Desert Rising Tour Schedule
Title: Desert Rising
Author: Kelley Grant
Publisher: Harper Voyager Impulse (HarperCollins)
Release Date: April 21, 2015
“It frightens me, knowing the One has called up two such strong individuals. It means that there are troubled times in our future, and you must prepare yourselves.”
The Temple at Illian is the crown jewel of life in the Northern Territory. There, pledges are paired with feli, the giant sacred cats of the One god, and are instructed to serve the One’s four capricious deities. Yet Sulis, a young woman from the Southern Desert, has a different perspective – one that just might be considered heresy...
Sulis’s twin Kadar, meanwhile, is part of a different revolution. When Kadar falls in love with a woman from a Forsaken caste, he finds he’s willing to risk anything to get her people to freedom. But with Sulis drawing a dangerous level of attention from the deities, and war about to break out on two fronts, change may not come as easily as either twin had hoped.
An astonishing debut, Kelley Grant brings to life a powerful new epic fantasy tale of determination and self-discovery.
I think the most common advice given to new writers is “write what you know.” Common advice, and frustrating to a budding fantasy or science fiction writer. I’m writing about dragons, or spaceships that haven’t been invented yet. How can I write what I know, when what I’m writing doesn’t exist? And why does it matter? Shouldn’t a writer be free to let her imagination wander?
Writing what you know makes your writing believable. And you know more than you think you do, so don’t despair. In Desert Rising, the feli or great temple cats are pathways to the divine presence called the One. I’ve never met a feli, as they are a figment of my imagination. But while I was writing the novel I was owned by a housecat named Chester, who had a very strong personality. He owned me, he owned the house and he chose which visitor to bestow his gracious presence on. In Desert Rising, the feli claim magically talented visitors who walk into the Temple, making them initiates of the Temple. Very much like Chester stared down visitors in my house, assessing them before making the choice – either a lap-sit claim or a growling exit. This excerpt from Desert Rising shows my heroine meeting her feli the first time and how I put Chester’s personality into the feli character of Djinn:
Sulis studied the feli carefully. Most were very young animals, trying to prove their dominance among the pride. Many were of a heavier build, similar to the mountain feli that would attack the mules of the caravan in the North if Aaron didn’t post guards. Some even had stripes. But one feli, a male, had been sitting quietly in the back of the pack the entire time, staring intently at her and twitching his long tail. He was tall and rangy with a smaller, more elegant head than the bulky snow feli she’d met first. His short hair was a tawny color, but unlike the wild desert feli whose shape he shared, he was not spotted. Two long black stripes accented his long aristocratic nose. His posture showed dominance and maturity the other feli lacked; she could almost feel amusement coming from him for the actions of the other felines. Her attention caught, he padded forward and sat in front of her as though he'd just been waiting for her to wake up and realize she was his.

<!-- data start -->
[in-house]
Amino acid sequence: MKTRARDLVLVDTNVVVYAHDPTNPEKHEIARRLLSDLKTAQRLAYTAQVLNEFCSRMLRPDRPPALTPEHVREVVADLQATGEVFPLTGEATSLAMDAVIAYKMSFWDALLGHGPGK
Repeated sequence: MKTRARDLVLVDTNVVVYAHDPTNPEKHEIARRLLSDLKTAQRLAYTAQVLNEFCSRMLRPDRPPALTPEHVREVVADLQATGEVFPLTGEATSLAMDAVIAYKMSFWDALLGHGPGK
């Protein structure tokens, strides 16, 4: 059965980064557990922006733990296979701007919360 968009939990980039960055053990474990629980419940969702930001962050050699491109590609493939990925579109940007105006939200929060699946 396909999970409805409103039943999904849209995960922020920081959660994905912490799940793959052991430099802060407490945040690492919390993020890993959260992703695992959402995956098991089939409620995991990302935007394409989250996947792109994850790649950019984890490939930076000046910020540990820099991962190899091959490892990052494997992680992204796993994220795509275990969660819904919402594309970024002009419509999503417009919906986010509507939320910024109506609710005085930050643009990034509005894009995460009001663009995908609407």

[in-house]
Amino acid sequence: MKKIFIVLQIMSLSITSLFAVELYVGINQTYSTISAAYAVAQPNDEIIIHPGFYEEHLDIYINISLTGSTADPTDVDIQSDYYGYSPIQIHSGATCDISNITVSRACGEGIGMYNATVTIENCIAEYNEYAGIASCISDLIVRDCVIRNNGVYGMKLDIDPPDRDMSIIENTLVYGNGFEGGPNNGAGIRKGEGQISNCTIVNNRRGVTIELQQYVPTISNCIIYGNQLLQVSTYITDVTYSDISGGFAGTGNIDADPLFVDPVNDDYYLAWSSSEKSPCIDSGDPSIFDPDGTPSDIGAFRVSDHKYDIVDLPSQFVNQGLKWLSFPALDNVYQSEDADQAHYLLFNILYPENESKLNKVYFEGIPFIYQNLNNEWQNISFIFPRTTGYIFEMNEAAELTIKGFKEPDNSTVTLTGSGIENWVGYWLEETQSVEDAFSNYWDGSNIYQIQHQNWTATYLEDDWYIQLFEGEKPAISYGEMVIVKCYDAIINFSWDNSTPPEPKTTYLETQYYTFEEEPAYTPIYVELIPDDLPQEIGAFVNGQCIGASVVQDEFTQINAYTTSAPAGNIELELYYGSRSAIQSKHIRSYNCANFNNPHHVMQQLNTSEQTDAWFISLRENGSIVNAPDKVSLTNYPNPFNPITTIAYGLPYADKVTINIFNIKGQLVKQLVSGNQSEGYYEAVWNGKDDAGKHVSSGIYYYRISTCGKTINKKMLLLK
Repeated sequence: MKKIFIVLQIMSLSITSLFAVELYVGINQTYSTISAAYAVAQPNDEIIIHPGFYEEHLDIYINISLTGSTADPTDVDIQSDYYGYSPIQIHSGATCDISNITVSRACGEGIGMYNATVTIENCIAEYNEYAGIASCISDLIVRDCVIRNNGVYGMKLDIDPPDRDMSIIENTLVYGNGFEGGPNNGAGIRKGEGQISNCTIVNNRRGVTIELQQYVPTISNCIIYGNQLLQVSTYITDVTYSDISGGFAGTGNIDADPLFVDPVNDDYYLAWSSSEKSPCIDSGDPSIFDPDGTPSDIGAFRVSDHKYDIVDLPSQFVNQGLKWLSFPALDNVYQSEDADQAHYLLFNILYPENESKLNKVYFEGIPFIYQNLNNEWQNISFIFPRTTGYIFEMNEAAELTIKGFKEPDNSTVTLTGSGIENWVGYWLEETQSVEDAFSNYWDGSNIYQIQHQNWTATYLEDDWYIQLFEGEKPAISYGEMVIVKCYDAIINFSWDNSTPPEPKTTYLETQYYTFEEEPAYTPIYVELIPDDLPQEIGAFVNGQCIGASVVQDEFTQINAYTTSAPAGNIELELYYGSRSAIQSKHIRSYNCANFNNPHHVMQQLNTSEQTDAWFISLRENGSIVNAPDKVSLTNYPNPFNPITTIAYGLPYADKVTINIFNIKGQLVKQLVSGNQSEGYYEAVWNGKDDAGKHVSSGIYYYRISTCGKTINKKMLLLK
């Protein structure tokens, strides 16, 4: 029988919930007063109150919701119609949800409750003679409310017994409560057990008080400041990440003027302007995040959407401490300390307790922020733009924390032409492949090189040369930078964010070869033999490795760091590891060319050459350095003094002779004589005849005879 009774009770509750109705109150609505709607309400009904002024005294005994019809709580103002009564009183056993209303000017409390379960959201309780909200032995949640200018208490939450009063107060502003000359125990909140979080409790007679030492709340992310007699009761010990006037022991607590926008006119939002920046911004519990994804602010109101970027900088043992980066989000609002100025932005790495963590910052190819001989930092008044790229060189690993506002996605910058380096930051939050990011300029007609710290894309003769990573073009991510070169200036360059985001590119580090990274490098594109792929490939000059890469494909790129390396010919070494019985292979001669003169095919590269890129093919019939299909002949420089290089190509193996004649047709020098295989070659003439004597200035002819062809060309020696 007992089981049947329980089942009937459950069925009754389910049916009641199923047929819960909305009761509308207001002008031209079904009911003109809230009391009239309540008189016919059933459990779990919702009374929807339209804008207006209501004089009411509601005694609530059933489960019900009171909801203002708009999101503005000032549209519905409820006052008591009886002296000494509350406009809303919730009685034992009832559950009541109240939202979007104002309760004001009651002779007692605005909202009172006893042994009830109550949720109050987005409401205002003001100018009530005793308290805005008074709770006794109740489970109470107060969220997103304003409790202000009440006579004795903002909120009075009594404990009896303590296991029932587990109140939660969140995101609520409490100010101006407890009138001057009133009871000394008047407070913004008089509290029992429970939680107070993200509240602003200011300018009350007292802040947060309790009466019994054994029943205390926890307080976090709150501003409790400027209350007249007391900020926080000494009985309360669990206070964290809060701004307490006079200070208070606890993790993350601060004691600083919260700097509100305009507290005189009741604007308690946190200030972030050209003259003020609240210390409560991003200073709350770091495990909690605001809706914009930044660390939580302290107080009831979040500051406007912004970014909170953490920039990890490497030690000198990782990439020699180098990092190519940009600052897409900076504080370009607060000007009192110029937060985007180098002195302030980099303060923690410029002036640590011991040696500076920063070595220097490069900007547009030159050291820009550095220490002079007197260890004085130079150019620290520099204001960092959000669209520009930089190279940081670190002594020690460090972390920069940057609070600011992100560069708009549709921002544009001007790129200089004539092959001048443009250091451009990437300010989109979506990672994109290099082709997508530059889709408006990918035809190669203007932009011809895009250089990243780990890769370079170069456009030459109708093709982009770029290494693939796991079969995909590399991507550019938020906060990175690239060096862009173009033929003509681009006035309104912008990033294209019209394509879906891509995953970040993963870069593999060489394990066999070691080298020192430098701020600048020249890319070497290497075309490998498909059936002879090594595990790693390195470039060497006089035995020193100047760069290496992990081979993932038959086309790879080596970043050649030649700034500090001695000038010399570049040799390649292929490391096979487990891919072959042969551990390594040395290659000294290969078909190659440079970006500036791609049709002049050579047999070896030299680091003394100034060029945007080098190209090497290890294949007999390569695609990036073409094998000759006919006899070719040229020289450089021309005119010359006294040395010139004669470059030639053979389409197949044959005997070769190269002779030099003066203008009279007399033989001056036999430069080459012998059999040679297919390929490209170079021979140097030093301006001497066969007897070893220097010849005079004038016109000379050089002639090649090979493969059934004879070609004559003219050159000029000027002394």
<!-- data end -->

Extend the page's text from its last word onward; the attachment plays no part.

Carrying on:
"Well, you're it then, are you?" she asked him. His purr rumbled through the hall, but he did not undignify himself in front of the pride by asking for a petting.
Readers have told me they love Djinn and how I captured aspects of their own cats. They want to be chosen by a feli. I made the character come alive to them by writing what I learned in my decades living with cats. Doing that with all the characters, writing what I know of people and human nature, sets up a realistic world in a fantasy setting. Because I surround the fantasy with personalities that are known and understood, that creates a trust in the reader. Researching the mundane details about horses and everyday life in medieval times (ie. adding to what I know) lets the reader relax into the story. They then see me as a reliable narrator. Because of this, the reader is willing to trust my use of magic, to suspend disbelief and immerse herself in those aspects of the story that are pure imagination and have never been known. What you know is the framework for your imaginary world and aids your writing without holding you back.
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About the Author
Kelley Grant grew up in the hills of Ohio’s Amish country. Her best friends were the books she read, stories she created and the forest and fields that inspired her. She and her husband live on a wooded hilltop and are owned by five cats, a dog and numerous uninvited critters. Besides writing, Kelley teaches yoga and meditation, sings kirtan with her husband, and designs brochures and media.
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